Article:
Investing in data will help unlock our aquaculture sub-sector’s potential
By Ally Jamah
| September 10th 2021
As Kenya strives to realise the enormous potential of fish farming in strengthening food security, improving livelihoods and growing our economy, the need for a data-driven and sustainable industry has never been more compelling.
Developing the sub-sector is a feasible pathway of meeting Kenya’s rising demand for fish and related products, as supply from traditional capture fisheries stagnate or decline. Continued reliance on fish imports from distant regions of the globe to meet the fish deficit comes at the expense of local jobs, the economy and environmental health.
A range of challenges are holding back Kenya from maximising on enormous opportunities in the aquaculture, among them being lack of adequate, credible and timely data to inform critical decisions on policy, planning, investments, environmental health, disease control and others.
For instance, the country is estimated to produce 30,000 metric tonnes of farmed fish annually, but industry players indicate that the actual figure could be much higher since available production data is not the most reliable. Such a scenario makes planning and decision-making challenging for the government, potential investors and other aquaculture actors.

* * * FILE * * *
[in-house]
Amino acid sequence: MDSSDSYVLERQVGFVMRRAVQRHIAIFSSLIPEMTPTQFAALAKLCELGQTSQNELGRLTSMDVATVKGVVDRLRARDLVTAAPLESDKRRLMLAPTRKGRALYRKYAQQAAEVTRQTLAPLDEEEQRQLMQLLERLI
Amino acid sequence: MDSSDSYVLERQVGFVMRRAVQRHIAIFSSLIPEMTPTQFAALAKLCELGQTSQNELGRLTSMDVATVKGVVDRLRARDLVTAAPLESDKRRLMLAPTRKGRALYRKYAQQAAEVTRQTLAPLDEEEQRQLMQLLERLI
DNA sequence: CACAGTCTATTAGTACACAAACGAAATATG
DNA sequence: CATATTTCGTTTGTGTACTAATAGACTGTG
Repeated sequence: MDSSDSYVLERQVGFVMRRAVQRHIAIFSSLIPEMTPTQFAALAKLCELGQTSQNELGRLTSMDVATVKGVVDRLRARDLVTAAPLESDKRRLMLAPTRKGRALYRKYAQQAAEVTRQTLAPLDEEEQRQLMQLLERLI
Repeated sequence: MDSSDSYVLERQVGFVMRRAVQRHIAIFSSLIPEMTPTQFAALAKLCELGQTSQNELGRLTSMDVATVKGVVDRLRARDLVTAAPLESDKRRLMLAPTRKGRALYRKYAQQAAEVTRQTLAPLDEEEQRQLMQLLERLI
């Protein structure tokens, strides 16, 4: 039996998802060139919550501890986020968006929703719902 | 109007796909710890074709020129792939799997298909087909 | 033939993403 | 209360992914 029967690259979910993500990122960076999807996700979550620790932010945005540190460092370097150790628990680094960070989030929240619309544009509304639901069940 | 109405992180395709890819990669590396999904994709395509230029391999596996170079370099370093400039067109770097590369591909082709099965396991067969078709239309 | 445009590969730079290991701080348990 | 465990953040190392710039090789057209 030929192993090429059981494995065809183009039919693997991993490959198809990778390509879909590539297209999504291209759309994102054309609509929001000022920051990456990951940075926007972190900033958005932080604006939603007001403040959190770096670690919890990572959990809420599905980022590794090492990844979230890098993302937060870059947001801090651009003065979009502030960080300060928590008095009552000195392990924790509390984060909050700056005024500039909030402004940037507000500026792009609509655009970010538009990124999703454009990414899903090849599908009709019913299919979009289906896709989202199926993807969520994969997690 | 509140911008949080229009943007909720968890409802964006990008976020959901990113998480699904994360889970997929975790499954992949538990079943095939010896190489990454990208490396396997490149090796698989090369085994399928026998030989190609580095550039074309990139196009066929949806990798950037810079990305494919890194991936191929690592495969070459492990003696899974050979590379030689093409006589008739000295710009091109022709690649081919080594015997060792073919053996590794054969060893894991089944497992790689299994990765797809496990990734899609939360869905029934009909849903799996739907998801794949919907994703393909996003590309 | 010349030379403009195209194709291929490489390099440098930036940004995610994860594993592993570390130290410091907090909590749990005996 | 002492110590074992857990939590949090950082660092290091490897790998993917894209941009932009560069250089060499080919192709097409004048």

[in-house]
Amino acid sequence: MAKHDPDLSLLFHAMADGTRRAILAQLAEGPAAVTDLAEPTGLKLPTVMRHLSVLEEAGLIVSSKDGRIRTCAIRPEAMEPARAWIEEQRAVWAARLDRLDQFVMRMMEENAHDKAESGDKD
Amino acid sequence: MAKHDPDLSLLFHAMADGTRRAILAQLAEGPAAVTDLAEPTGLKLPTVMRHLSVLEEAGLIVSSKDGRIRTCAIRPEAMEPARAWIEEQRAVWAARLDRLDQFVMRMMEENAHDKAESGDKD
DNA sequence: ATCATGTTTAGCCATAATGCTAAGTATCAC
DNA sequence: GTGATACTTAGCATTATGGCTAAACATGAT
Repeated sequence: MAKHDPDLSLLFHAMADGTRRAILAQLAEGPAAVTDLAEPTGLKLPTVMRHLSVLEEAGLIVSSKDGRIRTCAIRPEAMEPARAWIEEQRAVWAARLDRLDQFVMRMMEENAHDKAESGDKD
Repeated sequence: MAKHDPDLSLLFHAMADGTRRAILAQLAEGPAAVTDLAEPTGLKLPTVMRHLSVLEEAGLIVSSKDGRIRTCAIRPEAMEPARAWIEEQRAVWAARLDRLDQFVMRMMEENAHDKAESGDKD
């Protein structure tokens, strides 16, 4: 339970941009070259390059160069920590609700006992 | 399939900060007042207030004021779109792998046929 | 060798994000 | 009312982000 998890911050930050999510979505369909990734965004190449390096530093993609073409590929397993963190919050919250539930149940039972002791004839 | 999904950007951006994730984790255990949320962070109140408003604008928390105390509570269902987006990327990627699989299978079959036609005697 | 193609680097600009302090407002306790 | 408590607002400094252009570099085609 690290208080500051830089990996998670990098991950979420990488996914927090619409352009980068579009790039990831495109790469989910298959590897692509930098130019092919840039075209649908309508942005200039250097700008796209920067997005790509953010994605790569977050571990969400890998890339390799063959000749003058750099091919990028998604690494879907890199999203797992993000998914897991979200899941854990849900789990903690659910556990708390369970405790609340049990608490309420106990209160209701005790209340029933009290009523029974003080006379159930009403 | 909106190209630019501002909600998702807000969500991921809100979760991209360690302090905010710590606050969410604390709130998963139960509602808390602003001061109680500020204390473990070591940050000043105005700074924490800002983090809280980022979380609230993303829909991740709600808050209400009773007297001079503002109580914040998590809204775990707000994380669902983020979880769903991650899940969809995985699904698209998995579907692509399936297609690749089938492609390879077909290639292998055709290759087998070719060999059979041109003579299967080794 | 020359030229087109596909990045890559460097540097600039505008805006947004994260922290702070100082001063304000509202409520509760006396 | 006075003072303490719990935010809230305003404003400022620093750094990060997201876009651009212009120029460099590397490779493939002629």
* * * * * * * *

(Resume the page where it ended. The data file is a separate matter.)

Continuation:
Kenya’s aquaculture sub-sector is among the fastest growing in Africa, and a systematic and transparent approach to data collection, analysis, and dissemination would enhance its competitiveness, attract more investments, reduce costs, improve regulation, and increase profitability. It would also help the country become a model for sustainable aquaculture production on the continent by guiding methods, thresholds and areas of intensifying production without causing adverse environmental and social impacts.
It’s therefore greatly encouraging to note that aquaculture stakeholders recently launched an initiative to develop the country’s first online aquaculture data management platform to promote availability of quality and relevant data to enhance evidence-based decision making in the sub-sector.
Led by environmental non-profit Conservation International in partnership with the Kenya Marine Fisheries Research Institute (KMFRI), the initiative is building a platform to host a wide array of new and existing aquaculture data sourced from government, private sector, research institutions, academia and other industry players.
The envisaged platform is expected to have comprehensive data on key aspects of the sub-sector such as production (species farmed, yield, disease prevalence, systems), environmental health (water quality, ecological impacts), economics (input costs, profitability, market share), livelihoods (salaries, job creation, gender) and governance (laws, policies, strategies).
Data types will range from remote sensing analytics and tailored modelling applications to input from the ground from farmers, cooperatives, and supply chain stakeholders to maximize data usefulness. Availability of good data would not be enough if it’s not being used to make decisions.
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